Movements of opposing forces on 8 August. Blue arrows show Georgian attacks, red show Russian

Movements of opposing forces on 8 August. Blue arrows show Georgian attacks, red show Russian

Half an hour later, Georgian sources reported that three Russian Su-24 Fencer attack aircraft flew into the Georgian airspace and dropped two bombs close to a police station near the town of Kareli, which borders South Ossetia.[48] The source also reported that the nearby city of Gori suffered a brief Russian air strike, with no casualties.[49] Russian authorities rejected these reports,[20] but later, Daily Telegraph correspondent reported that he saw unidentified jets near Gori, and the Georgian military described them as “Russian warplanes”.[50]

By 11:40, Saakashvili mobilised the Georgian reserve troops amid what he referred to as “a large-scale military aggression” by Russia and called for Russia to stop “bombardment of the Georgian towns”.[51] Contradicting a Georgian report, the Russian Ministry of Defence denied that a Russian fighter plane had been shot down above Georgian territory, calling it “informational provocation”.[52] A spokesman for the Russian forces in South Ossetia said that Georgian shells directly hit barracks in Tskhinvali, killing 12 Russian soldiers and wounding 30.[53]

Georgia reported that they offered a three-hour ceasefire starting 15:00 local time (11:00 UTC), to let civilians leave the besieged capital of Tskhinvali.[54] However, at 10:29 UTC, Marat Kulakhmetov, commander of the Russian forces in the region, said that “these are further lies from the Georgian side. No corridor for civilians has been opened.”[55]

A column of Russian tanks from the 58th Army began moving to Tskhinvali to help support Russian forces in the area.[56] Saakashvili said that the Russian column consisted of 150 tanks, armoured personnel carriers, and other equipment. A press video from 8 August showed Russian T-72 tanks, BMP-2 infantry fighting vehicles, and 152-mm 2S3 self-propelled howitzers moving south into the conflict zone.[20][57]

An Su-27 air superiority fighter during acrobatics.  Russia used Su-27s to gain airspace control over Tskhinvali, the capital city of S Ossetia.

An Su-27 air superiority fighter during acrobatics. Russia used Su-27s to gain airspace control over Tskhinvali, the capital city of S Ossetia.[58][59]

Russian media reported that the Georgian army was falling back from Tskhinvali and Russian Su-24 bombers and Su-27 fighters were in complete control of the airspace above Tskhinvali.[58][59] Kulakhmetov said that as a result of heavy bombardment, Tskhinvali is almost totally destroyed. Gas pipes, a hospital, and other objects of infrastructure were hit. According to France Press, at 12:00 UTC the National Security Council of Georgia (through a statement of Council Secretary Alexander Lomaia) declared that if messages about Russian tanks in South Ossetia are confirmed, then Georgia would declare war on Russia.[60] Russian tanks entered Tskhinvali shortly after, which was confirmed by CNN[citation needed] and by nightfall, Russian and South Ossetian forces controlled a large part of the city.[61]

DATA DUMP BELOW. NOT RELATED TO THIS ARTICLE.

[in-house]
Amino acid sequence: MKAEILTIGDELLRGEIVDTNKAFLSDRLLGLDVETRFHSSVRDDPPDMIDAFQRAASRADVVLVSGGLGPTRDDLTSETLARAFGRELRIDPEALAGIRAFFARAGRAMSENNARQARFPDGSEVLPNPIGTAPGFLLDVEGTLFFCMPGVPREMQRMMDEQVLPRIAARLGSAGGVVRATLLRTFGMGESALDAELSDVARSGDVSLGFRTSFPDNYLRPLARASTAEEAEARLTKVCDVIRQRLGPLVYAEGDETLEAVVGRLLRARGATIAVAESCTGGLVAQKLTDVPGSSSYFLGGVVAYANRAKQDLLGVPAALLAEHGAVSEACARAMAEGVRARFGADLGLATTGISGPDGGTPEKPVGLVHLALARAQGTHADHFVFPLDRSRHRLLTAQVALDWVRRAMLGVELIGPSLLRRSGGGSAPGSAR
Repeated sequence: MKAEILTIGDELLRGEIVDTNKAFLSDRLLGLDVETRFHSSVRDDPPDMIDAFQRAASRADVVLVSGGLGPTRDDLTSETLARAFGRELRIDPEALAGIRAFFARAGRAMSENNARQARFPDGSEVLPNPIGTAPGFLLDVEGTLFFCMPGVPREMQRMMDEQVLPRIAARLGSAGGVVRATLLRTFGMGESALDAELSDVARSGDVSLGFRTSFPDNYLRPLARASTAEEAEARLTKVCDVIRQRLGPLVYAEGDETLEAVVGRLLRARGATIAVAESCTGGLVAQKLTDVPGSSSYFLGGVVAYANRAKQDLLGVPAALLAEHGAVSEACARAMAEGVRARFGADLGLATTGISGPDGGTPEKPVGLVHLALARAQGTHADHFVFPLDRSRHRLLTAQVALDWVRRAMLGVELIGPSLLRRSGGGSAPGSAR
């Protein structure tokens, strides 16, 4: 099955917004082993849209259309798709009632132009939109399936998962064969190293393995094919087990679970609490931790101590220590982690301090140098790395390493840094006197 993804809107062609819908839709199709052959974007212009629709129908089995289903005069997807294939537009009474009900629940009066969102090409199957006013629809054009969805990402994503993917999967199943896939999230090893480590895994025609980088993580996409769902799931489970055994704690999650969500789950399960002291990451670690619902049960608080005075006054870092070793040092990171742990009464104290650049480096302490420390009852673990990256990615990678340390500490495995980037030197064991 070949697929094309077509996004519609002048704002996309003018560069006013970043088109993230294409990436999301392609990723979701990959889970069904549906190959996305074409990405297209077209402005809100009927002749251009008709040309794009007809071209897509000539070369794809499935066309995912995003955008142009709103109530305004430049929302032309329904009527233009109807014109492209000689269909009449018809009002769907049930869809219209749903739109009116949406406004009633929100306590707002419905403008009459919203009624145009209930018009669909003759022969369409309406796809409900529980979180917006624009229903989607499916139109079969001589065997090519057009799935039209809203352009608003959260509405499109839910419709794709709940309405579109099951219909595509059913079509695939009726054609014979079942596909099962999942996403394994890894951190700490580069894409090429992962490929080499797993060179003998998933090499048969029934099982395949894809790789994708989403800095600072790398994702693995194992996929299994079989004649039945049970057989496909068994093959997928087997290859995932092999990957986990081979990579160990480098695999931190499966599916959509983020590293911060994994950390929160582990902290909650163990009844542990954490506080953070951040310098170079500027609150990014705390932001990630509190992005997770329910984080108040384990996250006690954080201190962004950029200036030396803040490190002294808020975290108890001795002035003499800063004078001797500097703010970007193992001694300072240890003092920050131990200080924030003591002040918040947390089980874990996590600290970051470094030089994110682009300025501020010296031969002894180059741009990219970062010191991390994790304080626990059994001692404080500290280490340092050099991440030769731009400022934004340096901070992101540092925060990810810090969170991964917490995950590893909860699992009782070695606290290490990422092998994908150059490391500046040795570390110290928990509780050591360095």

The Georgian Interior Ministry said that a Russian fighter dropped two bombs on a military base in Vaziani, near Tbilisi.[62] Russian fighters also bombed a military airfield in Marneuli, near Tbilisi.[63] At least four people were killed and another five wounded in the air strike in Marneuli. Three of the dead were confirmed to be Georgian soldiers.[64][65]The bombing of Vaziani was accomplished by fighters taking off from the Russian base in Gumru, Armenia. According to Topix.net, this is a violation of a treaty between Georgia and Armenia.[66]

Saakashvili initially said that Georgia was pulling its 2,000-strong troops from Iraq.[67] The head of Georgia’s Security Council, Kakha Lomaia, later clarified that only 1,000 troops were being redeployed, telling Reuters, “We have already communicated to our American friends that we are going to withdraw half our contingent of soldiers in Iraq within days because we are under Russian aggression.”[68]

Vladimir Putin after the opening ceremonies in Beijing for the Olympics said to George W Bush that a real war had begun in Ossetia, to which Bush replied that no one wanted war, and Putin added that it is difficult to maintain peace in Caucasus.[69]

9 August: Escalation